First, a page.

Recovering From a Deleted Cluster Resource

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I recently had the joy of hearing about a security issue on one of our SQL Server Failover Cluster instances, in an attempt to resolve the problem, someone inadvertently deleted the clustered SQL service from Failover Cluster Manager. Why? I have no idea—but I set about trying to figure out what to do to recover from it. Note—all of these screen shots are from Windows Server 2012 and SQL Server 2012, but the same technique applies in 2008R2—I don’t have a 2003 Cluster to test on, and I think the procedure may be a little more manual there (you may have to make a registry entry).

So how do we delete the service?—easy, right click on it and select remove.

Windows will try to warn us, but for the purposes of science we will continue:

After we click yes, the cluster deletes the service, and SQL Server goes to sad panda mode. This happens because the SQL Server was dependent on our Virtual Server Name, which disappeared when we deleted the service. I’m not sure why the Agent looks like it’s still running—it to is down.

A quick look over at our Domain Controller, shows that our cluster object (SQL2012CL1) is still in AD, so no recovery is needed there—so we don’t need to recover it. However, our DNS entry is gone.

So where do we start the repair process? Select Roles in Failover Cluster Manager, and then select Configure Role

Select the role “Other Server”

Set your Client Access Point—use the same name and IPAddress as your previous service.

Select your applicable disks—this is my demo instance, so I only have one cluster LUN.

Here’s where it starts to get good. We select the SQL Server and SQL Server Agent resource types.

It looks like we may be done—we aren’t.

This is where we need to set our dependencies and properties. So first right click on “New SQL Server” and select Properties

SQL is going to be dependent on the network name, the IP address, and the Disk that our cluster uses all being online.

So we add those—next go to properties in that same window. We need to set VirtualServerName and InstanceName to their correct values.

Lastly, I set the service name to the right value, but I don’t think it matters.

We need to do a similar process for the SQL Agent. It is only dependent on the SQL Server service.

We also need to define the parameters for it.

Then we can try to start everything up and yes, it’s all green!!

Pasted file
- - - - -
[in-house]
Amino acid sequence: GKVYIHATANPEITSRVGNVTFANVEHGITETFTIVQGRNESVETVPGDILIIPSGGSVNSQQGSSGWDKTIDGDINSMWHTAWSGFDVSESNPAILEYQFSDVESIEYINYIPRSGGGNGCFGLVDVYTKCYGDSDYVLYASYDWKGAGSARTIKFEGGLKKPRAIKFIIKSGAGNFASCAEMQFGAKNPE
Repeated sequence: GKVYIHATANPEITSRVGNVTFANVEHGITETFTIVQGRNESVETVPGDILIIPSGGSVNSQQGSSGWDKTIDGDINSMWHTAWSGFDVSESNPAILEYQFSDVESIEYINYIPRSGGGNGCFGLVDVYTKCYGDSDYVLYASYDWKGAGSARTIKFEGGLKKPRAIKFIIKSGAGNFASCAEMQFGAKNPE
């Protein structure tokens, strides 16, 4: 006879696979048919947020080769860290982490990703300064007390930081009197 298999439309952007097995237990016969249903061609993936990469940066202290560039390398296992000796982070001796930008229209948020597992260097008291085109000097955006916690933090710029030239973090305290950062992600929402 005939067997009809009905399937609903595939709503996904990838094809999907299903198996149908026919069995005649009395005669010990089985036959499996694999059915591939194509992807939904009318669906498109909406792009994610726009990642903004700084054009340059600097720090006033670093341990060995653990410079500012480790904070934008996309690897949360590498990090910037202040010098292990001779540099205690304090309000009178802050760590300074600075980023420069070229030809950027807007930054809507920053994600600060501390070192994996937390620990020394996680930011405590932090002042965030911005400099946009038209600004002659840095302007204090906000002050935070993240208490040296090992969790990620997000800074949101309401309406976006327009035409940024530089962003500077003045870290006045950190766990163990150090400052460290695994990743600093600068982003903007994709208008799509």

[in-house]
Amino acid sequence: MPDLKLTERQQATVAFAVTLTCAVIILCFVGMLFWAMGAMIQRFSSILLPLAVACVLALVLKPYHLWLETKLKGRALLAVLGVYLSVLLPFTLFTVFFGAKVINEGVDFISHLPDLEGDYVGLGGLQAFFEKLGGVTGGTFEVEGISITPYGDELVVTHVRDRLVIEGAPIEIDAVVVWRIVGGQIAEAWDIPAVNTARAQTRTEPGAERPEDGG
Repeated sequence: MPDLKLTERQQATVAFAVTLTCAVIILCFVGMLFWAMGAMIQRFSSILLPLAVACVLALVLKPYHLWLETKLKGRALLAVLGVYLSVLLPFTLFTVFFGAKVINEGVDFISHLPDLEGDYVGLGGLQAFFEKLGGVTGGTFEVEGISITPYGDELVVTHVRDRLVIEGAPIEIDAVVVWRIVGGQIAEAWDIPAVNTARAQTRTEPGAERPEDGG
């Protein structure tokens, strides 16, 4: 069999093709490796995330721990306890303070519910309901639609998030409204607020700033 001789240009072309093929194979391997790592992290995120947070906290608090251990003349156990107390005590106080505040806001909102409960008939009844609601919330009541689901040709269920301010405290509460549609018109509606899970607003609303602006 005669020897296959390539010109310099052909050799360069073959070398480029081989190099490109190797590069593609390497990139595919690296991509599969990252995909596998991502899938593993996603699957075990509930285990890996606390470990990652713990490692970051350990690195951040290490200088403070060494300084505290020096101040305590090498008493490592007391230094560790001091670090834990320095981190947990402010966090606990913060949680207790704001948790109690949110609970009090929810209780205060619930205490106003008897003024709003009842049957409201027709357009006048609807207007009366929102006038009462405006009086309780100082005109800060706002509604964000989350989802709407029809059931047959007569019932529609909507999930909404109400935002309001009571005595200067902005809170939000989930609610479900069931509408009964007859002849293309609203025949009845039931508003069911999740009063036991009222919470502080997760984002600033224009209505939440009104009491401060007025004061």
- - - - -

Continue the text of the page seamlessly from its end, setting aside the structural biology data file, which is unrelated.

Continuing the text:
Hopefully this never happens to you, and it shouldn’t but in the event that it does, you now know what to do.

20 thoughts on “Recovering From a Deleted Cluster Resource

  1. matt

    hi
    I have a strange issue.
    While playing with a SQL 2008R2 test cluster environment to resolve a problem we had in production, I finished (don’t know how and don’t know why, I think deleting some resources or mapping/hiding some iSCSI LUNs) with a SQL instance perfectly running, but out of the cluster.
    I can see disks under available cluster storage, but I’m not able to re-add all the resources to create a new clustered service.
    If I try to add IP and Client Access resource, it tells me that the name and address are yet in use on the network, If I try to add storage (that I see as reserved into disk manager) it fails with strange unknown error or something like “cannot write on an existing file”…
    If I try to add a new Failover Cluster SQL node through setup, it finds the running instance but cannot add it.
    If i try to create new Failover Cluster SQL node, it fails saying the resource yet exists…

    The question is:
    Is it possible to cluster a yet running SQL instance (as I do, for example, with a Hyper-v virtual machine running on a local Hyper-v Manager)?

    Thanks

    Reply
  2. Magoo

    Very helpful article. Got a deleted SQL resource group back up and running in no time after I managed to accidently delete it. Luckily it wasn’t the production instance 😀

    Reply
  3. Jr

    Hi All, I have a similar problem however I recreated the cluster after upgrading to windows 2012 r2 and I was running sql 2012 cluster before the inplace grade, now I am getting this error message.

    Error: 17182, Severity: 16, State: 1.
    2013-10-23 09:22:41.59 spid14s TDSSNIClient initialization failed with error 0x5, status code 0xa. Reason: Unable to initialize the TCP/IP listener. Access is denied.
    any ideas ?

    Reply
    1. jdanton1

      Could be a couple of things–I’d do a netstat to verify that no other process is listening on port 1433 (assuming you are running SQL there). I’d also make sure both cluster networks can ping each other. This forum post may also shed some light on the topic.

      http://social.msdn.microsoft.com/Forums/sqlserver/en-US/ac756875-eee4-422e-8701-780d519d01c0/sql-20052008-on-windows-server-2008-r2-cluster-service-only-starts-when-account-is-local-admin?forum=sqlsecurity

      Reply
  4. Pingback: Don’t $%^&ing Delete Your SQL Server Cluster Resource | The SQL Herald

  5. Michael

    This helped me out hugely this afternoon.

    In my instance even though the SQL Role was deleted from cluster management console, and the resources no longer visible, I couldn’t re-add the role as it said it was already in use.

    Sure enough running get-clusterresource in powershell, SQL server, agent, IP, etc. were all still listed. Had to remove-clusterresource to remove them all, then was able to re-setup the role fine following this guide. We also had a couple of scripts, and file server as part of the role. I didn’t remove those, just did a move-clusterresource to add them back to the newly created SQL Role.

    Thanks man!

    Reply

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